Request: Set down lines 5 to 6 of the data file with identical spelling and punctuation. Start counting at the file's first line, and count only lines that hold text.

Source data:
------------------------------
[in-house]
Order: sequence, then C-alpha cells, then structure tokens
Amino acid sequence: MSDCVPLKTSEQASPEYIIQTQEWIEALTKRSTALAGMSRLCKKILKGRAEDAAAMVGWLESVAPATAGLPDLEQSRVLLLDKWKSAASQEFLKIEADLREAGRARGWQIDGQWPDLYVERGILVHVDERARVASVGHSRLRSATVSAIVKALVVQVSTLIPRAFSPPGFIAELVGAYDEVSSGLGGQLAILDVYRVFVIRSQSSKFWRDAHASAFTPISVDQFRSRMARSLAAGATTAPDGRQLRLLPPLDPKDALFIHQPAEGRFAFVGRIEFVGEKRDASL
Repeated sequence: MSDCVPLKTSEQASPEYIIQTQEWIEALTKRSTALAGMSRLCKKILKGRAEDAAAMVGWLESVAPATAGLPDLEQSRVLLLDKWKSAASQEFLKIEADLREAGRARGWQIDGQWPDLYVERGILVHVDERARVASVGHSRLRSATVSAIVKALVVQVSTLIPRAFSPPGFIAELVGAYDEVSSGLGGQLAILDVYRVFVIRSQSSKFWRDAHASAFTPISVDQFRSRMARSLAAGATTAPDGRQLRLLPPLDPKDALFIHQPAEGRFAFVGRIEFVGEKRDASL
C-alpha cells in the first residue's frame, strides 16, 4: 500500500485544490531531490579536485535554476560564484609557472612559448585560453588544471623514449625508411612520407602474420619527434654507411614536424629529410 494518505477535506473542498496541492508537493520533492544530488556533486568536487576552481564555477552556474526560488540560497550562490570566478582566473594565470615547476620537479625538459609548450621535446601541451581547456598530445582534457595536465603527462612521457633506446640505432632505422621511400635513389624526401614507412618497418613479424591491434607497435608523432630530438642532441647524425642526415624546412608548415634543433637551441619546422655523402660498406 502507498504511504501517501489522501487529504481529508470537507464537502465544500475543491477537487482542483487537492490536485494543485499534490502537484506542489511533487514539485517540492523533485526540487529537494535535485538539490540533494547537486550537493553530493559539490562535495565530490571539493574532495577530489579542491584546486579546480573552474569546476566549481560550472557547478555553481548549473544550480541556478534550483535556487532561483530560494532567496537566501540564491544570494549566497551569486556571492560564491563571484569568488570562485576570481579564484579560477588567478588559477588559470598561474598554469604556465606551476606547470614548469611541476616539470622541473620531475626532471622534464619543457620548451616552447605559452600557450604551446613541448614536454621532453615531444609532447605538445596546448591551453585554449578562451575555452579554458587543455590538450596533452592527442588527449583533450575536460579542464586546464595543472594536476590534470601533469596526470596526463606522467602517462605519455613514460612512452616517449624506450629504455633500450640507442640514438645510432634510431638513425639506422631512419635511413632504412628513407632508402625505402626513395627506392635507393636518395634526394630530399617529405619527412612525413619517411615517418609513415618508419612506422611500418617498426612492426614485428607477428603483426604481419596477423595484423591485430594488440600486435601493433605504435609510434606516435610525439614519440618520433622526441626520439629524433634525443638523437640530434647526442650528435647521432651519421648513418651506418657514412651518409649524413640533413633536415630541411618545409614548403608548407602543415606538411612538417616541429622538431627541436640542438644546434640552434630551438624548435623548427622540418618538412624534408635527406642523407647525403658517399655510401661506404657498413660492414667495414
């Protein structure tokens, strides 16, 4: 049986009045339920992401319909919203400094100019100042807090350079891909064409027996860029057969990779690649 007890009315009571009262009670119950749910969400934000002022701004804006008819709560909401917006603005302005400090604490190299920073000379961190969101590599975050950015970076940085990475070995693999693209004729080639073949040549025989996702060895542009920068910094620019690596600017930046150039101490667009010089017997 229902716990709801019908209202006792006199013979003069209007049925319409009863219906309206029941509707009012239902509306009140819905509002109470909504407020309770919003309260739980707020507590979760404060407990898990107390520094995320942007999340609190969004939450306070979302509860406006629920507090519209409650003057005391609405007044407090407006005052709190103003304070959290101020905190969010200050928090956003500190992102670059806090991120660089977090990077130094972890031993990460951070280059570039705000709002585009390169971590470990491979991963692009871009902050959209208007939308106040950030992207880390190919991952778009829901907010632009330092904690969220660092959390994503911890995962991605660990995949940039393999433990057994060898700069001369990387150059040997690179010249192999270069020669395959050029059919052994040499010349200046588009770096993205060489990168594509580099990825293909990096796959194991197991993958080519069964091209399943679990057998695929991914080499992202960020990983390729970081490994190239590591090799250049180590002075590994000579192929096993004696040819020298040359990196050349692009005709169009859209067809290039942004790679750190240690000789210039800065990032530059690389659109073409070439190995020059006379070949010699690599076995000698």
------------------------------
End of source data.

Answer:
C-alpha cells in the first residue's frame, strides 16, 4: 500500500485544490531531490579536485535554476560564484609557472612559448585560453588544471623514449625508411612520407602474420619527434654507411614536424629529410 494518505477535506473542498496541492508537493520533492544530488556533486568536487576552481564555477552556474526560488540560497550562490570566478582566473594565470615547476620537479625538459609548450621535446601541451581547456598530445582534457595536465603527462612521457633506446640505432632505422621511400635513389624526401614507412618497418613479424591491434607497435608523432630530438642532441647524425642526415624546412608548415634543433637551441619546422655523402660498406 502507498504511504501517501489522501487529504481529508470537507464537502465544500475543491477537487482542483487537492490536485494543485499534490502537484506542489511533487514539485517540492523533485526540487529537494535535485538539490540533494547537486550537493553530493559539490562535495565530490571539493574532495577530489579542491584546486579546480573552474569546476566549481560550472557547478555553481548549473544550480541556478534550483535556487532561483530560494532567496537566501540564491544570494549566497551569486556571492560564491563571484569568488570562485576570481579564484579560477588567478588559477588559470598561474598554469604556465606551476606547470614548469611541476616539470622541473620531475626532471622534464619543457620548451616552447605559452600557450604551446613541448614536454621532453615531444609532447605538445596546448591551453585554449578562451575555452579554458587543455590538450596533452592527442588527449583533450575536460579542464586546464595543472594536476590534470601533469596526470596526463606522467602517462605519455613514460612512452616517449624506450629504455633500450640507442640514438645510432634510431638513425639506422631512419635511413632504412628513407632508402625505402626513395627506392635507393636518395634526394630530399617529405619527412612525413619517411615517418609513415618508419612506422611500418617498426612492426614485428607477428603483426604481419596477423595484423591485430594488440600486435601493433605504435609510434606516435610525439614519440618520433622526441626520439629524433634525443638523437640530434647526442650528435647521432651519421648513418651506418657514412651518409649524413640533413633536415630541411618545409614548403608548407602543415606538411612538417616541429622538431627541436640542438644546434640552434630551438624548435623548427622540418618538412624534408635527406642523407647525403658517399655510401661506404657498413660492414667495414
């Protein structure tokens, strides 16, 4: 049986009045339920992401319909919203400094100019100042807090350079891909064409027996860029057969990779690649 007890009315009571009262009670119950749910969400934000002022701004804006008819709560909401917006603005302005400090604490190299920073000379961190969101590599975050950015970076940085990475070995693999693209004729080639073949040549025989996702060895542009920068910094620019690596600017930046150039101490667009010089017997 229902716990709801019908209202006792006199013979003069209007049925319409009863219906309206029941509707009012239902509306009140819905509002109470909504407020309770919003309260739980707020507590979760404060407990898990107390520094995320942007999340609190969004939450306070979302509860406006629920507090519209409650003057005391609405007044407090407006005052709190103003304070959290101020905190969010200050928090956003500190992102670059806090991120660089977090990077130094972890031993990460951070280059570039705000709002585009390169971590470990491979991963692009871009902050959209208007939308106040950030992207880390190919991952778009829901907010632009330092904690969220660092959390994503911890995962991605660990995949940039393999433990057994060898700069001369990387150059040997690179010249192999270069020669395959050029059919052994040499010349200046588009770096993205060489990168594509580099990825293909990096796959194991197991993958080519069964091209399943679990057998695929991914080499992202960020990983390729970081490994190239590591090799250049180590002075590994000579192929096993004696040819020298040359990196050349692009005709169009859209067809290039942004790679750190240690000789210039800065990032530059690389659109073409070439190995020059006379070949010699690599076995000698």